On the whole, as seen above, four stories were good and six were bad, and the last was quite awful. The stories were highly repetitive and after reading this, I continue to maintain my stand that PG Wodehouse is highly overrated (refer my review of his book Pigs have Wings). Going by a wholly mathematical approach, four out of ten stories were good, so the rating of this book is four on ten.

Rating – 4/10

Have a nice day,
Andy

Sunday, 17 September 2017

Ancient Greece by Hourly History – Book Review



Greece is fascinating – it is nearly impossible to completely avoid Greek influence in various things you read, watch or do – if you are a sports enthusiast, there is the Olympic Games influenced by Greek tradition, mathematics is full of Greek symbols owing to the early discoveries by Greeks in the subject, literature has a lot of ancient Greek influences, among various other things as the list goes on. This is a short compilation of some of the important aspects of Ancient Greece by Hourly history.
The first thing that the book started with was describing the various characters of the Greek mythology and their importance to the locals. The next the book tried and established was that Greece back then was no a homogenous unit as it is today, and the city states (Athens, Sparta, etc.) were often hostile to each other and united only in case of facing a common enemy – Darius and Xerxes of Persia. Followed by that, there were elaborate descriptions of the two most famous cities, being Athens and Sparta, followed by Literature, philosophy, art and architecture and science, in Ancient Greece.
I liked how the book was structured, that it had a short five page focus on all the major aspects. It also established how ancient Greece was run and the various types of Governments that were present throughout – some with tyrants and some being democracies (a word whose etymology has Greek origins). I am also glad that the focus was not entirely on mythology, for that has been highly popularised by Hollywood and in my case, by games (Age of Mythology was my first encounter with Ancient Greece). The book touches upon most of the famous aspects of ancient Greece, being the Colossus of Rhodes, Archimedes, the war against Persia, etc and thus, they chose the right topics.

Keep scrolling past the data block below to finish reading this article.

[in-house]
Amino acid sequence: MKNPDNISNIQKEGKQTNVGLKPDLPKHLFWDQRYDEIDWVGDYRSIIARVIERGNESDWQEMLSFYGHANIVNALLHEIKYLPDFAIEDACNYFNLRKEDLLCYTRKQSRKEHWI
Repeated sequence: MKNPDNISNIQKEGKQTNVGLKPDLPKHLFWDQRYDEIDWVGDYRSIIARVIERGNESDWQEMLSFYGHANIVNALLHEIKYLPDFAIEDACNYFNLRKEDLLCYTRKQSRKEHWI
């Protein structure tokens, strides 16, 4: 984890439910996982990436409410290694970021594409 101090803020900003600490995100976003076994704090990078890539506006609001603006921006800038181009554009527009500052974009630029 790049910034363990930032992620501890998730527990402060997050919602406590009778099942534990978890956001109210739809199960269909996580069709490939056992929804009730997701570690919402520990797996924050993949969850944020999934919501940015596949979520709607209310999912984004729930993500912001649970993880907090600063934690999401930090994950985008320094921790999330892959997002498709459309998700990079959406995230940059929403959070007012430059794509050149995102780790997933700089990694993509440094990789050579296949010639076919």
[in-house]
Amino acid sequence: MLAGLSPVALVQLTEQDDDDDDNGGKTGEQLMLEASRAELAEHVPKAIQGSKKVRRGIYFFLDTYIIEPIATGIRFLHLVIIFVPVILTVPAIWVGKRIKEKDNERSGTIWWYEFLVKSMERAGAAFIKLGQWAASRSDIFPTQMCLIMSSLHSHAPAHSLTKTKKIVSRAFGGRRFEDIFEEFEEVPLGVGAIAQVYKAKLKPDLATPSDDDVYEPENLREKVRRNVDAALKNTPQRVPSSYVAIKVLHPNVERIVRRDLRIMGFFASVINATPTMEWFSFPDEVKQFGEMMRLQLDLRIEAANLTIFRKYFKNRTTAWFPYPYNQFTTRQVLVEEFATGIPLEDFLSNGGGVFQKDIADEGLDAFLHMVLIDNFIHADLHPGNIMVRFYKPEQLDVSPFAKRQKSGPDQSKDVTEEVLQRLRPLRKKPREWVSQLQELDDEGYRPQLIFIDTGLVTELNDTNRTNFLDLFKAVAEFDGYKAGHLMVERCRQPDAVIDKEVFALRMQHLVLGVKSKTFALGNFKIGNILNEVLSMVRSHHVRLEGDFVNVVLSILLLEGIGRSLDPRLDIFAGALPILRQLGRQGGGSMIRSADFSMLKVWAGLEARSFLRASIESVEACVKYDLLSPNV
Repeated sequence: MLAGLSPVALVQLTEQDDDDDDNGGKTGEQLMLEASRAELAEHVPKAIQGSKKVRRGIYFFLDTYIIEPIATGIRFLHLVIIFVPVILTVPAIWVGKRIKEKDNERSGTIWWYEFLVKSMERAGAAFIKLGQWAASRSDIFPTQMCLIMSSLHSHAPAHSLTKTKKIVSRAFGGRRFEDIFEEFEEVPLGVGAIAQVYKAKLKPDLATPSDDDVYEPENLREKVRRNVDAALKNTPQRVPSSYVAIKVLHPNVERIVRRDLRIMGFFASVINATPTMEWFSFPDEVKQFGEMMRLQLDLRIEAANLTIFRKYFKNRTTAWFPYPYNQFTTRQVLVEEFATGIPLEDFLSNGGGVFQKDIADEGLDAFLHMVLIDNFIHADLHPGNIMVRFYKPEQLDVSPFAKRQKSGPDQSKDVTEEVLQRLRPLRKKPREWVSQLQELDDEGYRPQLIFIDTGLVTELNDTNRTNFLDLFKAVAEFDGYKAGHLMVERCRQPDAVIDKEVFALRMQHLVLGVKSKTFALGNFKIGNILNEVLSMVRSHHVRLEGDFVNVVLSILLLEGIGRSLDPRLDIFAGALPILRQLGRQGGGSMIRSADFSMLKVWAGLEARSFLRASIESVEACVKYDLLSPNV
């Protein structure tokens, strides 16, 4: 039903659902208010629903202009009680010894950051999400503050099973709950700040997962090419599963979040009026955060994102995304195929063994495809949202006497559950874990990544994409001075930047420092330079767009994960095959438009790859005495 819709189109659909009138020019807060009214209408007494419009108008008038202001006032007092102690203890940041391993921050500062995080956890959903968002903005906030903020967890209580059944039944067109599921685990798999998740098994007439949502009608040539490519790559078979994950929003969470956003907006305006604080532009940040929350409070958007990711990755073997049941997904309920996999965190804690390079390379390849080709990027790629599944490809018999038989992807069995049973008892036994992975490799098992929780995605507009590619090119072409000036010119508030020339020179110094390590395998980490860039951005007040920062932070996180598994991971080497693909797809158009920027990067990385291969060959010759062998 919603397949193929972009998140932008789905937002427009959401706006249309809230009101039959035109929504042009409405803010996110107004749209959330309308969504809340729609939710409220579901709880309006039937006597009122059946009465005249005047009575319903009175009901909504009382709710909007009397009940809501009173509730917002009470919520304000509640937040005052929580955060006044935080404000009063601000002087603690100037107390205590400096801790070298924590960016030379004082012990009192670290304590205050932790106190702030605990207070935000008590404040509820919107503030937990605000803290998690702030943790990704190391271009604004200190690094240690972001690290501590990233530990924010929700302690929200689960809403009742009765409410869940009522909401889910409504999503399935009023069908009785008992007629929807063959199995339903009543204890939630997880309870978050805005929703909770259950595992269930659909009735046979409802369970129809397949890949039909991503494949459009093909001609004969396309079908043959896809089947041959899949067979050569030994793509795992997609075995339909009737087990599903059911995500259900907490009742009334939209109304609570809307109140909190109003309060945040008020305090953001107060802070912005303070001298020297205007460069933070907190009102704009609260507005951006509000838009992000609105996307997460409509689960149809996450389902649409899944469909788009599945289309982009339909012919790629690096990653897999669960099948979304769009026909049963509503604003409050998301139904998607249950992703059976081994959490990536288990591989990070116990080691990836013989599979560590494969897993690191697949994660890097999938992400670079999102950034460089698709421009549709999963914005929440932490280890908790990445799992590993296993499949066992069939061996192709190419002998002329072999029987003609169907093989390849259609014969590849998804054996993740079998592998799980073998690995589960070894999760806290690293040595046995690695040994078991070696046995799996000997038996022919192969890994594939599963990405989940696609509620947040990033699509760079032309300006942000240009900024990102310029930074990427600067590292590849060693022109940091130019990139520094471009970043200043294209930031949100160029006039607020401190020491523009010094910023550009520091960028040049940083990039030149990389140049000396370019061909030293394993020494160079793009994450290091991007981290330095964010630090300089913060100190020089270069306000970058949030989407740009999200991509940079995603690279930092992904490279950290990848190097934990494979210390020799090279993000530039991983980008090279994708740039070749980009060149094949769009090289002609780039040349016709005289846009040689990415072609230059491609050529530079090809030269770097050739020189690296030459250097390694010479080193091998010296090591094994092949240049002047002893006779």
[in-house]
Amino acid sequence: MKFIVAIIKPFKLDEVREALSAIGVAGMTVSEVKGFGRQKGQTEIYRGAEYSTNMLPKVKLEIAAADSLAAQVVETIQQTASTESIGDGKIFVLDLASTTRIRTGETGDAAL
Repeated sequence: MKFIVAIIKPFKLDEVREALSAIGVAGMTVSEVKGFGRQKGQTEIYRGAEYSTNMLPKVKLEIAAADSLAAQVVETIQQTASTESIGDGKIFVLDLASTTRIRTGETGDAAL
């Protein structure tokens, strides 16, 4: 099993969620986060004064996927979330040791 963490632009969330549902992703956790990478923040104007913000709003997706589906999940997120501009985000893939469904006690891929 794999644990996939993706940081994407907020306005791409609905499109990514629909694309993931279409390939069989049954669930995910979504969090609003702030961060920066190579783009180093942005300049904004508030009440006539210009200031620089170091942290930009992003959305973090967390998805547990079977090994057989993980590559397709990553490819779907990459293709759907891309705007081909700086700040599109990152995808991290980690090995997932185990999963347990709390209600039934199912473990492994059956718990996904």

I don’t have any major flaws to pick, with this book, maybe they could have made a passing mention of Alexander of Macedonia, perhaps the most famous emperor of Ancient Greece but then, that would probably be a biography of its own from Hourly History.
I would award the book a rating of eight on ten.
Rating – 8/10
Have a nice day,
Andy

Wednesday, 13 September 2017

Indira: India’s Most Powerful Prime Minister by Sagarika Ghose – Book Review



Publisher’s write-up:

‘Indira Gandhi is fondly remembered as the Durga who won India its first decisive military victory in centuries and the strong stateswoman who had the courage to look American bullying in the eye and not blink. Equally, she is remembered as the terrible dictator who imposed the Emergency and tried to destroy institutions ranging from her own party to the judiciary; she is seen as the source of many of the problems that afflict Indian democracy today. Even so, for politicians Indira is the very definition of a strong leader, and a role model on both sides of the aisle.’

Various thoughts come across minds of people across India when it comes to the former Prime Minister Indira Gandhi, among those who lived during the era of her premiership and even among those who were born much after their death, including myself and everyone knows the famous line back then – ‘India is Indira, Indira is India, the two are inseparable’. This is a biography of the former Prime Minister written by the veteran journalist Sagarika Ghose, thirty three years after the death of Indira Gandhi.

The book is focuses on the following aspects; Indira Gandhi growing up during a revolution for freedom in India, with her own house being a hub of political activity and the role her mother and father played in shaping some of her ideas and personality. It is then followed by Indira’s student days followed by her troubled marriage to Feroze Gandhi and her days in waiting to succeed her father as the Prime Minister of India. It then moves on to describing how she managed to consolidate her powers and challenging the Congress establishment comprising Morarji Desai and K Kamaraj, leading to a split in the party with Indira emerging as the leader of the dominant faction. It is then followed by Indira’s premiership, focusing on all her major decisions, such as devaluation of the Rupee, bank nationalisation, the victory in the war against Pakistan leading to liberation of Bangladesh, the emergency, the influence of her younger son Sanjay in all these decisions, her downfall in 1977 and re-emergence in 1980, the Operation Blue Star on Harmandir Sahib leading to her assassination.